When I am not me, I am dried up and tired and old. When I am me, I choose color and texture and light. I sing loudly around the house. I dance. When I am myself, I am late-- not out of disrespect for you or your time, but because I am sure that there is time to do it all. Thank you for waiting. When I am myself, I devour books and eat too much sugar and laugh. I tell stories at bedtime and I stop criticizing. I am full of love, and hope, and sadness, and joy. I look at stars and snuggle babies. I want to chat and check in and suggest things and offer things.
When I am myself, I feel alive, useful, smart, funny. I'm also quiet, puttering around or drifting, it seems, but actually purposeful, working it out behind the scenes.
What are you like, when you are you? What makes your heart light up? What makes the dove in your chest come to life, and the bear in your belly snuggle in for more dreams?
Blogging is, in and of itself, a weird thing for me. I feel really silly, putting my personal comments on the world out there. I can't control who gets to read them -- find my blog, and you find me. That's just how it is. That means, too, that my family and friends might learn hear things I've been quiet about in person, things I've been facing alone, trying to bear up in the face of what feels really heavy and hard.
Not being asked back to teach at the school feels heavy and hard. It feels like a big old lump of iron, half-melted down, twisted. It feels like I've lost my way, like I should have known to turn back at the beginning. There are so many things I want to be doing, and somehow, it's not happening. It's not the right place for me, which makes the moments that things work feel even weirder.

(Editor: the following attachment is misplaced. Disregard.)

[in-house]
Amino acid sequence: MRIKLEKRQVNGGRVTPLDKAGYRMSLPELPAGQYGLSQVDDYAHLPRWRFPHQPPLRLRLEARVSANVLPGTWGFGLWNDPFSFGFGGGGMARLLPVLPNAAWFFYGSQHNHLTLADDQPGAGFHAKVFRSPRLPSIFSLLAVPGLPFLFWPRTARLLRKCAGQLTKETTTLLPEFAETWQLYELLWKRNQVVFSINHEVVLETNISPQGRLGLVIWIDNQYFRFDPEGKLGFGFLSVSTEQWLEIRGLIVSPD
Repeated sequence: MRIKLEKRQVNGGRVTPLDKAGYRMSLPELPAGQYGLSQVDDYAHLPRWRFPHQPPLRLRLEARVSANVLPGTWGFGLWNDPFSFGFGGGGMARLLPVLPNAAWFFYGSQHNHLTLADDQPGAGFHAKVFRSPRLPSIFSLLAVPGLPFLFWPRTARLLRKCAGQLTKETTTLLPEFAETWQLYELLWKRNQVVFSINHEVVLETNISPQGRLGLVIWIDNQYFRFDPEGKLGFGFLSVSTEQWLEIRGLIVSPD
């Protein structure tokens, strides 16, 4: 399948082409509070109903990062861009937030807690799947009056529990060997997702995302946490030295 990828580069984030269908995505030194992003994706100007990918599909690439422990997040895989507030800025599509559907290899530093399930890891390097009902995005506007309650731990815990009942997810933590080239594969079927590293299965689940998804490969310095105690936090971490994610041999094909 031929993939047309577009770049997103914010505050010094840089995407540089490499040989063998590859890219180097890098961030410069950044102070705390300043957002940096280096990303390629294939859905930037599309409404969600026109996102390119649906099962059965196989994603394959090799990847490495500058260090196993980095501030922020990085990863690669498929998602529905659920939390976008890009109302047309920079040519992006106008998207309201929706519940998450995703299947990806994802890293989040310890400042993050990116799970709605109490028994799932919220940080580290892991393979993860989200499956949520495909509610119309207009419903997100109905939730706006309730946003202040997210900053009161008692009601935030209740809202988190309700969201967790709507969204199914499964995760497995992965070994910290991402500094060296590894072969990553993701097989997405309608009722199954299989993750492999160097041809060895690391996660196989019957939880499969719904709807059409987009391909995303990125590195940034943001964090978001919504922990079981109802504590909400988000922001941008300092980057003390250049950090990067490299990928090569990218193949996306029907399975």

But it also feels like I'm being given another chance to make it happen. What ever "it" is. The "it" that has been calling to me for years, just out of hearing. The one I hear on the edge of my sleep. I don't call it a dream...
There's that word. Dream. This is "stories from the dream." Storyteller's Dream. And yet. What is the dream? I am quick to say, "but I don't have any dreams. there is nothing I dream of doing." and that feels really true. I don't want to be something when I grow up. I don't have a dream house, a dream car, a dream lifestyle. A dream job.
For one thing, where do you stop? A dream child? A dream spouse? A dream hat? A dream bathroom cleaner?
People like to ask, "What did you like doing as a child?"
I liked wandering around outside, telling myself stories and pretending to be book characters. I liked playing with my dolls. I liked going to school and brownies and choir and tap dancing lessons. I liked reading. I liked writing stories and poems, and dressing up in costumes. I liked going to church, and visiting my grandparents. I liked watching tv. I liked going to movies and museums and zoos with my family. I liked shopping for perfect, lovely little things, just to have bought something in a fancy store -- a fancy piece of chocolate, or a sticker, or a pencil, or a book... None of those sound like jobs to me. They sound like being a child. I like doing a lot of those things, still. But they aren't jobs. They aren't a career.
Here is something I'm still trying to understand, and I wonder if it is even possible to do. From "Two Tramps in Mud Time," by Robert Frost:
But yield who will to their separation,
My object in living is to unite
My avocation and my vocation